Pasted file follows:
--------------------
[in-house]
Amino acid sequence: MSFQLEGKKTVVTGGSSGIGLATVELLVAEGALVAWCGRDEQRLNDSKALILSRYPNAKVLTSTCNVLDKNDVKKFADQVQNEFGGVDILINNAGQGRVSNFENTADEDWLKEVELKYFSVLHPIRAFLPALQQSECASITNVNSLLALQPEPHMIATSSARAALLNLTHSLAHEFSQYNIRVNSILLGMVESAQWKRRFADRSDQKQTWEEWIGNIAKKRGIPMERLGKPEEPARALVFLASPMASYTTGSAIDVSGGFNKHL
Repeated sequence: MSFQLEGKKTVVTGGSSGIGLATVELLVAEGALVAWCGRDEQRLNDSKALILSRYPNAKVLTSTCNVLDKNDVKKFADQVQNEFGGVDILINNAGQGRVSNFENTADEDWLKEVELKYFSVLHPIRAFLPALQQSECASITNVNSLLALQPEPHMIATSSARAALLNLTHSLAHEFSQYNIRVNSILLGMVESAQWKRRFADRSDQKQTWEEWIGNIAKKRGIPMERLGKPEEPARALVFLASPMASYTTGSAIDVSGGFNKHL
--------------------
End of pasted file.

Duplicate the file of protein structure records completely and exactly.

[in-house]
Amino acid sequence: MSFQLEGKKTVVTGGSSGIGLATVELLVAEGALVAWCGRDEQRLNDSKALILSRYPNAKVLTSTCNVLDKNDVKKFADQVQNEFGGVDILINNAGQGRVSNFENTADEDWLKEVELKYFSVLHPIRAFLPALQQSECASITNVNSLLALQPEPHMIATSSARAALLNLTHSLAHEFSQYNIRVNSILLGMVESAQWKRRFADRSDQKQTWEEWIGNIAKKRGIPMERLGKPEEPARALVFLASPMASYTTGSAIDVSGGFNKHL
Repeated sequence: MSFQLEGKKTVVTGGSSGIGLATVELLVAEGALVAWCGRDEQRLNDSKALILSRYPNAKVLTSTCNVLDKNDVKKFADQVQNEFGGVDILINNAGQGRVSNFENTADEDWLKEVELKYFSVLHPIRAFLPALQQSECASITNVNSLLALQPEPHMIATSSARAALLNLTHSLAHEFSQYNIRVNSILLGMVESAQWKRRFADRSDQKQTWEEWIGNIAKKRGIPMERLGKPEEPARALVFLASPMASYTTGSAIDVSGGFNKHL